The 2018 NFL Draft Prospect series breaks down draft-eligible players, highlighting their college production as well as their NFL potential. It’s important for daily fantasy players to know about NFL rookies before they’ve played a down of professional football because they are among the most misvalued assets in all of DFS. People who know NFL rookies have a significant DFS edge. The draft will be held at AT&T Stadium in Arlington, TX, from April 26-28.
This piece is on Oklahoma tight end Mark Andrews, who has declared early for the draft. For the total list of all players leaving school early, see our underclassmen tracker.
Updated as of Mar. 28.
Redshirt Junior | 6’5″ and 256 Pounds | Born September 6, 1995 (Age: 23) | Projection: Round 2
Combine numbers: 40-yard: 4.67 sec | bench reps: 17 | 3-cone: 7.34 sec | 20-yard shuttle: 4.38 sec | vertical: 31 in | broad: 133 in
Over the past two years the NFL has been lucky to see several top-tier tight end prospects enter the league.
- 2017 (1.19): O.J. Howard, Alabama
- 2017 (1.23): Evan Engram, Mississippi
- 2017 (1.29): David Njoku, Miami (FL)
- 2016 (2.35): Hunter Henry, Arkansas
Andrews could be one of the next tight ends to enter the NFL as a top-40 pick. A four-star wide receiver recruit, Andrews redshirted in 2014 as he changed positions, but in his first year of action he immediately made an impact as a red zone weapon, finishing second on the team with seven receiving touchdowns (behind No. 1 wide receiver Sterling Shepard) even though he had only 19 receptions. The next year he progressed within the offense: He again finished second with seven touchdowns receiving (behind No. 1 wide receiver Dede Westbrook), and he also finished third with 489 yards and fourth with 31 receptions. With Shepard, Westbrook, and pass-catching running back Joe Mixon all in the NFL in 2017, Andrews broke out in his final season, leading all Sooners pass catchers with 62 receptions and eight touchdowns and placing second with 958 yards.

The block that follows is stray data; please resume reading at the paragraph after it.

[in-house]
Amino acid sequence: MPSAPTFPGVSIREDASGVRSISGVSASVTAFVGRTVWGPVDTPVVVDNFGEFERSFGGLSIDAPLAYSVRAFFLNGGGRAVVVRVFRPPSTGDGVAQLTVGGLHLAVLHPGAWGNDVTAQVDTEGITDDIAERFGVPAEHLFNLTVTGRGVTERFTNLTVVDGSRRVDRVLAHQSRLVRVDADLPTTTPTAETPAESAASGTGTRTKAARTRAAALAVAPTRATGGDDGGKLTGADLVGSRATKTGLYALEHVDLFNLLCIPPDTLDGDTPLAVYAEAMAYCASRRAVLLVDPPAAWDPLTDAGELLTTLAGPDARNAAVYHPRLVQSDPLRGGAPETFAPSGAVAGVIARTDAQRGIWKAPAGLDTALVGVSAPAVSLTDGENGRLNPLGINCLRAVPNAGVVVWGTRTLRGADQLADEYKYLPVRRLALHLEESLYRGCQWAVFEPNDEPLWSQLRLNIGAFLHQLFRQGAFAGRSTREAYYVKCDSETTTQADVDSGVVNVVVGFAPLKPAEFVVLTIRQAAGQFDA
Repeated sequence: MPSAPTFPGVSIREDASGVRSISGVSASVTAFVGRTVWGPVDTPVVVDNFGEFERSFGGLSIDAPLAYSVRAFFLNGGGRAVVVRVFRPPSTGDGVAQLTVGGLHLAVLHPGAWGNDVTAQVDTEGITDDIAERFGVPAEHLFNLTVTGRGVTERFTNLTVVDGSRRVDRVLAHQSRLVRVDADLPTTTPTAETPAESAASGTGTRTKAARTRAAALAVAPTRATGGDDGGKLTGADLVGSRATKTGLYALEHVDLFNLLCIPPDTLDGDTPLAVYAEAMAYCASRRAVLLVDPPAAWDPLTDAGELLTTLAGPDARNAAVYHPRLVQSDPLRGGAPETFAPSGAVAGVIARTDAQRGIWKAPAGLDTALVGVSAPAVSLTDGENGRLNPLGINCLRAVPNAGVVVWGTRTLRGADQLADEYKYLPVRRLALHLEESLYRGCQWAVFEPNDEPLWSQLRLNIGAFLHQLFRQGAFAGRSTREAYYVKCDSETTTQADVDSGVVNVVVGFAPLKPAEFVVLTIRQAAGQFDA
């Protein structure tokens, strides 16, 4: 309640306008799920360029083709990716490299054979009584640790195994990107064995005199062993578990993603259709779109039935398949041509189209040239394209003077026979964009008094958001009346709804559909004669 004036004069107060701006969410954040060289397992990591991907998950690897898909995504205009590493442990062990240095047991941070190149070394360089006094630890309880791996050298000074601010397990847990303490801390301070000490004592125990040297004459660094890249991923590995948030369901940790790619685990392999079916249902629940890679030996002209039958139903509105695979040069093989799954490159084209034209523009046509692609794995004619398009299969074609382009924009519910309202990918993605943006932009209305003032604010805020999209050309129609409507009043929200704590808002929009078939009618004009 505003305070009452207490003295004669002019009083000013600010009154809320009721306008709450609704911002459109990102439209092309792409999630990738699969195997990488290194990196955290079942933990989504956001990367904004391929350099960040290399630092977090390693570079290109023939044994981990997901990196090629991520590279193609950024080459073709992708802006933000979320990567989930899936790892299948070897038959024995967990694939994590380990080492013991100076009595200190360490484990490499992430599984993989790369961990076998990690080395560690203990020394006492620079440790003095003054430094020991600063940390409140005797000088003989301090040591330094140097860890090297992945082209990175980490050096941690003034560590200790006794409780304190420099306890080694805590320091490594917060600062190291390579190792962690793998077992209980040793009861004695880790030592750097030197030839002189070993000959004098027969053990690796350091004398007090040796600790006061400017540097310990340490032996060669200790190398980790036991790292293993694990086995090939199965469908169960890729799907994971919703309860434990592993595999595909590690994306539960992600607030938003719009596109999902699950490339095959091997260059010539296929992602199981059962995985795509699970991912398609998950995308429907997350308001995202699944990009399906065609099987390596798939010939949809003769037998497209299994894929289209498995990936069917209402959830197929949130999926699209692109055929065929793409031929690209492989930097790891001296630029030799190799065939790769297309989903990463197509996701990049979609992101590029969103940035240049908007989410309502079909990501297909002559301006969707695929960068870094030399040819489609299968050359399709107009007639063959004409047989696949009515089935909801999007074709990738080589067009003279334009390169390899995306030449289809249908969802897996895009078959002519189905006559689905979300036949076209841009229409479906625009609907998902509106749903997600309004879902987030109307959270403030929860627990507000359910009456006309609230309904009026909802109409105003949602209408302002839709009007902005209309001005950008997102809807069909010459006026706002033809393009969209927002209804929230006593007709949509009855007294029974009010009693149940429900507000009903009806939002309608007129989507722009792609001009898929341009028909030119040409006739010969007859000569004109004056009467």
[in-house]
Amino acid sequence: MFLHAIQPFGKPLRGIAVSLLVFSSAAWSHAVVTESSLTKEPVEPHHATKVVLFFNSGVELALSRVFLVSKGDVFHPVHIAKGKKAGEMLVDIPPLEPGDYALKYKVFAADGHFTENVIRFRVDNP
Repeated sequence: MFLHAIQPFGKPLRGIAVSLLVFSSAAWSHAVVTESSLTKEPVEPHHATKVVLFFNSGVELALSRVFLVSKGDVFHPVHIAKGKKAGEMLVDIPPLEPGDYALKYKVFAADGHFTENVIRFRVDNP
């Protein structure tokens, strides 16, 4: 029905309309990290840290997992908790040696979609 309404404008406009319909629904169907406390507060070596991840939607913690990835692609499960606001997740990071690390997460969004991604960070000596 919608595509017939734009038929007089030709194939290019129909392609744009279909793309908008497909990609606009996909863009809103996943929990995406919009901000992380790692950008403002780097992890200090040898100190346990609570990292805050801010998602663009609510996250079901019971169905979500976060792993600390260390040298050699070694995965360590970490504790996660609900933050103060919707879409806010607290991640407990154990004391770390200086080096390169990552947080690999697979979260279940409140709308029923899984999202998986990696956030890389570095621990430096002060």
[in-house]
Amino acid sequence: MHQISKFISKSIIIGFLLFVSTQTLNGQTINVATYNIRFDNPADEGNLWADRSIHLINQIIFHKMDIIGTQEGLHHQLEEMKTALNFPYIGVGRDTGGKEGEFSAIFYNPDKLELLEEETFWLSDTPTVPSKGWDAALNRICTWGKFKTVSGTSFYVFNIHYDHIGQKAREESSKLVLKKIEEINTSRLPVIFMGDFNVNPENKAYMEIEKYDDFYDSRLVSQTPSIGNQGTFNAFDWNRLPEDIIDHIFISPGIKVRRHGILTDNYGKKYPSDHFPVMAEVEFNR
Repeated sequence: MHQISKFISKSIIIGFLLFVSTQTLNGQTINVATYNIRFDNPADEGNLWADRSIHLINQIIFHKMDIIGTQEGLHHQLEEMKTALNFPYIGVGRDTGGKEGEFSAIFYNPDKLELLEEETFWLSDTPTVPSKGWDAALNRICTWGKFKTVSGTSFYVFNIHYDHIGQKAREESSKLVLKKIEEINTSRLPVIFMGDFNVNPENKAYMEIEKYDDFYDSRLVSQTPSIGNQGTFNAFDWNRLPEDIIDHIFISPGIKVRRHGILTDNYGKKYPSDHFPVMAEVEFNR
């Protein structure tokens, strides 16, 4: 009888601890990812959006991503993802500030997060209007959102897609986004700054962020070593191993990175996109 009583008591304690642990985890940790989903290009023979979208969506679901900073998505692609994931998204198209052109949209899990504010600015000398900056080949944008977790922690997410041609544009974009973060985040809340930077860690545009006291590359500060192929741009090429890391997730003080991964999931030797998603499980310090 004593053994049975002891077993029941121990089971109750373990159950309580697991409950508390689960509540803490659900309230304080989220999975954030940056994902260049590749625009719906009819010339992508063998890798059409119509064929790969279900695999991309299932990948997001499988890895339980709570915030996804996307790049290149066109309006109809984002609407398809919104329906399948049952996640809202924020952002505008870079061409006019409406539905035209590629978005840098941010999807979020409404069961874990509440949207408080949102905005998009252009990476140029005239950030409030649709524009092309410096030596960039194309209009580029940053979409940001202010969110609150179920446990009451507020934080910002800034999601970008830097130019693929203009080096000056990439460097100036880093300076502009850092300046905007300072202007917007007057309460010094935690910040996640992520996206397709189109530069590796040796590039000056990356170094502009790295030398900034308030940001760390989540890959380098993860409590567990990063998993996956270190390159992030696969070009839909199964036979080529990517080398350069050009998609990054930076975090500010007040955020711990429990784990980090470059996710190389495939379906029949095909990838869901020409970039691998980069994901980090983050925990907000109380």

As good as those numbers are, they don’t fully convey the extent to which he dominated the tight end position last year. He had almost 300 yards receiving more than the No. 2 tight end, and he was second among all draft-eligible tight ends with his 2.63 yards per route (Pro Football Focus). He caught all nine of his catchable targets of 20-plus yards, and he led all Football Bowl Subdivision draft-eligible tight ends with 3.24 yards per route from the slot. A smooth route runner with the size to be a competent blocker and the ability to line up all over the formation as a mismatch player, Andrews won the 2017 John Mackey Award, which is given to college football’s most outstanding tight end. He’s not a freak athlete in the mold of Howard, Engram, and Njoku, but he has near-elite speed for his size, and like Henry — the 2015 Mackey recipient — he’s an all-around talent. Only an unfortunate training injury or overblown concerns about his type 1 diabetes could cause him to drop past Day 2, and he could be selected as early as Day 1 if a team looking for a tight end prefers him stylistically to one of the other inline players.
Photo Credit: Kevin Jairaj-USA TODAY Sports